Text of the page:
With the ‘Violence and Land Dispossession in Central America and Mexico’ project, Hristov leads an international team that includes three UBC research assistants, two international research assistants, a documentary filmmaker and collaborators in each of the countries where research is being conducted.
The team is documenting the prevalence and core patterns in the relationship between land dispossession and paramilitary and/or state violence in Honduras, Guatemala, El Salvador and Mexico.
In her role as principal investigator for the ‘Human Rights Monitor of Honduras’ project, Hristov is working in partnership with Honduran NGO The Association for Democracy and Human Rights in Honduras and 15 researchers in that country. The team, collaborating with 20 community organizations in Honduras, has conducted more than 220 interviews in the process of creating a database documenting political violence and human rights violations over the past decade.
For Hristov, becoming an academic became her source of empowerment, and empowerment is something Hristov has tried to pass on to her students. One of those students is Jamie Arnett.
Now a first-year master’s student under Hristov’s supervision, Arnett graduated from UBCO with a Bachelor of Arts in Sociology in the spring of 2019. Aside from her studies, she’s currently working as a research assistant with Hristov. Part of her work involves examining the relationships between Canadian mining operations and human rights violations and environmental destruction in Honduras.
Right from the start, when she took a required class in contemporary theory of sociology for her bachelor’s degree, Arnett says she instantly appreciated Hristov’s teaching style and passion for what she does.
“Dr. Hristov was not simply content to allow us to sit and have information handed to us,” says Arnett. “We were required to engage with it, discuss it, work in groups, present our own ideas and questions and consider those of others.”
A second course she took with Hristov — ‘Globalization, Social Justice and Human Rights’ — changed the course of Arnett’s education. One part of the course dealt with resource extraction and armed violence. That course, recounts Arnett, changed the way she saw and thought about the world.
“Once again, we were pushed to engage with the material at a deep level and were responsible for presenting seminar sessions on particular topics,” explains Arnett.
Hristov’s teaching was also a catalyst in the direction of Paula Jimenez Argumosa, an international student from Spain who took two sociology courses with Hristov. “I couldn’t stop myself from not only asking her a billion questions, but also sharing reflections after class,” recalls Argumosa.
Argumosa never lost touch with Hristov after she moved to the Okanagan, and later became her research assistant. She has done literature reviews, bibliographies, and translated and transcribed interviews. The skills and knowledge she developed after one year on the job, combined with her deep interest in human rights, put her in a position to become the coordinator for Hristov’s ‘Human Rights Monitor of Honduras’ project.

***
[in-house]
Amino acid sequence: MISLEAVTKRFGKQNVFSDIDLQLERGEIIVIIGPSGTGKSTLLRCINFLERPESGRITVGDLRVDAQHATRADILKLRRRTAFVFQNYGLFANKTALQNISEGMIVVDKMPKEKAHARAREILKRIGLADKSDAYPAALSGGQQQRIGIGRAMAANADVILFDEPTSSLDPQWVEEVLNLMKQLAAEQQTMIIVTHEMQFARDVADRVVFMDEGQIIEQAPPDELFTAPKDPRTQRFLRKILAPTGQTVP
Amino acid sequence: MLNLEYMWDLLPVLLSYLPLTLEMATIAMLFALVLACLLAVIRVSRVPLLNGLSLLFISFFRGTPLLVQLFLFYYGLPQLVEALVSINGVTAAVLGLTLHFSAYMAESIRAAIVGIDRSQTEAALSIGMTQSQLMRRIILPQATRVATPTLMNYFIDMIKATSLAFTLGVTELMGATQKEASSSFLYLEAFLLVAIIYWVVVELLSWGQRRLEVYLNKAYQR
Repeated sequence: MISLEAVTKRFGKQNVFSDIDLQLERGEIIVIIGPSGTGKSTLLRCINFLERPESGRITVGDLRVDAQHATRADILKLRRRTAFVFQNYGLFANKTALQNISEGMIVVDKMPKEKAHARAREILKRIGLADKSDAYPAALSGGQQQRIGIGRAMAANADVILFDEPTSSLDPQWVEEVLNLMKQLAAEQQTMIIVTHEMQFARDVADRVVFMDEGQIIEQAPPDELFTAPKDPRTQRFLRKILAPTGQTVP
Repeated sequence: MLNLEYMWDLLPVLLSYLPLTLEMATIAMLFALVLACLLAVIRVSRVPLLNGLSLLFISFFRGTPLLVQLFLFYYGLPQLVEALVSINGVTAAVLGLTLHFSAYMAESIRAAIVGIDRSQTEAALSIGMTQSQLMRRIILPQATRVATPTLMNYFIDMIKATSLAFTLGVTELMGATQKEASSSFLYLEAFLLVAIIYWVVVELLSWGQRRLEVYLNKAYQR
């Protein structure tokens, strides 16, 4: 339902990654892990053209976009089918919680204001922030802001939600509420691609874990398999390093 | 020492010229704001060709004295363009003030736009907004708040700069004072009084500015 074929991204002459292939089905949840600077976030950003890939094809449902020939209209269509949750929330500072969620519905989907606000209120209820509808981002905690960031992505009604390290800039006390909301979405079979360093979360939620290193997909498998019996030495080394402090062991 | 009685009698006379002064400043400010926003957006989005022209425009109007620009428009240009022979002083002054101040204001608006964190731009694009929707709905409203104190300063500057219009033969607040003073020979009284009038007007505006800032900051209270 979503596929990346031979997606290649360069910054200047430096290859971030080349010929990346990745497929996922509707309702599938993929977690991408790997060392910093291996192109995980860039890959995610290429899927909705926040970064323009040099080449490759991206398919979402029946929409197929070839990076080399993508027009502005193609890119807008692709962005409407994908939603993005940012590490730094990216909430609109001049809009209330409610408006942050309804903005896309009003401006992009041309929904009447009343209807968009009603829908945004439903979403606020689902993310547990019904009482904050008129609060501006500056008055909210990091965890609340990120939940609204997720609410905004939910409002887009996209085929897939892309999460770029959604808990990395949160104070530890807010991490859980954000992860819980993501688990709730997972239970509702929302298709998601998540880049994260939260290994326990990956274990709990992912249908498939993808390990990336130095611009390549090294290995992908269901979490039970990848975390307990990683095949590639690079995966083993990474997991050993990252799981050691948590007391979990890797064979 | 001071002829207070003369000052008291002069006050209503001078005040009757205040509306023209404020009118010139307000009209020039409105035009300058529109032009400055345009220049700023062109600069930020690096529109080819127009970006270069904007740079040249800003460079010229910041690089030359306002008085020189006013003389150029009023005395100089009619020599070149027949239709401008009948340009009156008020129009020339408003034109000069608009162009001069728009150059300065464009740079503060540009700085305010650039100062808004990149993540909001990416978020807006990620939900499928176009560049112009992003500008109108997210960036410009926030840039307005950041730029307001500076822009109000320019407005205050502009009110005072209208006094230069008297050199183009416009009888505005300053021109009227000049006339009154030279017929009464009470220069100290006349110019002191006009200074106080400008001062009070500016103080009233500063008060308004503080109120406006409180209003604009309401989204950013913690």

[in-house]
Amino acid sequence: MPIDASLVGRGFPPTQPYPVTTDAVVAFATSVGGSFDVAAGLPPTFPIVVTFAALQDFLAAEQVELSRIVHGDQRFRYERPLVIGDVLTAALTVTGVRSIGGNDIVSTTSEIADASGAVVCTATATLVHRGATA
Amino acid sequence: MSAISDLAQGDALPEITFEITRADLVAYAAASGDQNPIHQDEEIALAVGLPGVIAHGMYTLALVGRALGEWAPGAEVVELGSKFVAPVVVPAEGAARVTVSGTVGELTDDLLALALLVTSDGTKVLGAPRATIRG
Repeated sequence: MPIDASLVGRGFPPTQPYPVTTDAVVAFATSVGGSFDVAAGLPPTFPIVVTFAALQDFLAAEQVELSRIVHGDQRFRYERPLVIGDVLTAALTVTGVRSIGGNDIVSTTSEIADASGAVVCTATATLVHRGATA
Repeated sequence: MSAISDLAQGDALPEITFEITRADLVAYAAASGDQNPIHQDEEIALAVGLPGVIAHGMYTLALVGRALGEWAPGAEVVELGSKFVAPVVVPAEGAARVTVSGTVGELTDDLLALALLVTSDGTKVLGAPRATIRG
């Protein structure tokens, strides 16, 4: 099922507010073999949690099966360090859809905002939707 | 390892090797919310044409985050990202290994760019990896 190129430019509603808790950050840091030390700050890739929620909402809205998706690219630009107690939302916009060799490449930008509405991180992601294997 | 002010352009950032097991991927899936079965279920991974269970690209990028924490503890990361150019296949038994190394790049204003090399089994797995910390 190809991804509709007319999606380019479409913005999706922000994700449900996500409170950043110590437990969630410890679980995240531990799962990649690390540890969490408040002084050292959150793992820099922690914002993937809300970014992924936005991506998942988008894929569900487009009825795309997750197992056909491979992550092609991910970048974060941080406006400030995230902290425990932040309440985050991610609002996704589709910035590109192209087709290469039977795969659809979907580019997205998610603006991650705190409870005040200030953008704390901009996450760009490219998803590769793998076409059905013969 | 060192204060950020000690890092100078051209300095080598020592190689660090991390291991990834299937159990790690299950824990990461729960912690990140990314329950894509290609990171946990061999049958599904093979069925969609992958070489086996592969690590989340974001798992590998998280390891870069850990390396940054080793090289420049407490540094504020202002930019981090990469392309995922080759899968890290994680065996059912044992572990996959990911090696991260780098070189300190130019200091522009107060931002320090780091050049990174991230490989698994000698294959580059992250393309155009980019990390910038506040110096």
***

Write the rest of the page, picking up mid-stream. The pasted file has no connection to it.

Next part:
Argumosa sees Hristov as a strong-willed and committed activist who is making a difference by shedding light on the ways violence has become a preferred strategy for governments and dominant groups in the global south. “She is the voice of many that are fighting for their rights and live on the ground,” explains Argumosa.
Hristov’s fight on behalf of the victims of land-grabbing has been made easier now that she’s an assistant professor at UBC Okanagan. “I really like working here. With this being a smaller institution one can get things done more efficiently,” she says. “This university has supported my research in very important ways.”
A Global Pandemic Brings New Challenges
The situation has only become more critical since the onset of COVID-19.
“Pandemic-related government measures have stripped these already disadvantaged and persecuted people of the few recourses and rights they had,” says Hristov. “Human rights defenders and members of land rights movements have been assassinated while being forced to quarantine. Others are constantly in peril as they face death threats and other intimidatory acts.”
Under usual circumstances, these individuals would move around to seek refuge in another city or with relatives. However, government preventive isolation measures have forced them to stay home, where Hristov says “they’re basically an easy target for non-state armed actors and abusive state security forces.”
“Now, more than ever, the importance of allowing the poorest to access land as a source of livelihood has become evident.”
Peasants and activists are also facing increased health risks and food insecurity as a result of the pandemic. Families evicted from their land — who often migrate to slums in urban centres — as well as political prisoners in pre-trial detention centres are confined to crowded and unsanitary conditions, putting them at higher risk for contracting the virus. In countries such as Colombia, destructive government policies are undercutting the livelihood of local farmers, while curfew violations in Honduras are being used as a pretence to harass and detain activists.
“Now, more than ever, the importance of allowing the poorest to access land as a source of livelihood has become evident. As we seriously rethink our relationship to the environment and to each other, the land that small farmers and Indigenous groups have for decades given their lives for, emerges as one viable alternative to the challenges we face,” Hristov says.
Pushing Against Pushback
Hristov’s research garners wide-ranging attention from the media. She recently received the Early Investigator Award from the Canadian Sociological Association in recognition of the theoretically novel nature of her work and her deep commitment to human rights. She’s written expert-witness reports for human rights violation trials in the US and Canada. And it’s not just students that have been swayed by Hristov’s passion for justice in Latin America.
In December 2017, when Juan Orlando Hernandez was installed for a second term as president of Honduras, Hristov gathered signatures for a collective letter to Chrystia Freeland, Canada’s then-Minister of Foreign Affairs. The letter asked Freeland and the Canadian government to take a stand against what was widely regarded as a fraudulent election. Hristov also was involved in urging Canada to take a stand against a wave of violence, including 30 murders of civilians, by Honduran police and military.
Yet, Hristov acknowledges, in some academic circles there are those who are uncomfortable with her social justice approach to academic investigation.
“Being a passionate academic seeking social transformation can be harmful to one’s career in many ways. But it’s not something that I planned for. It’s part of me. And I can’t change that.”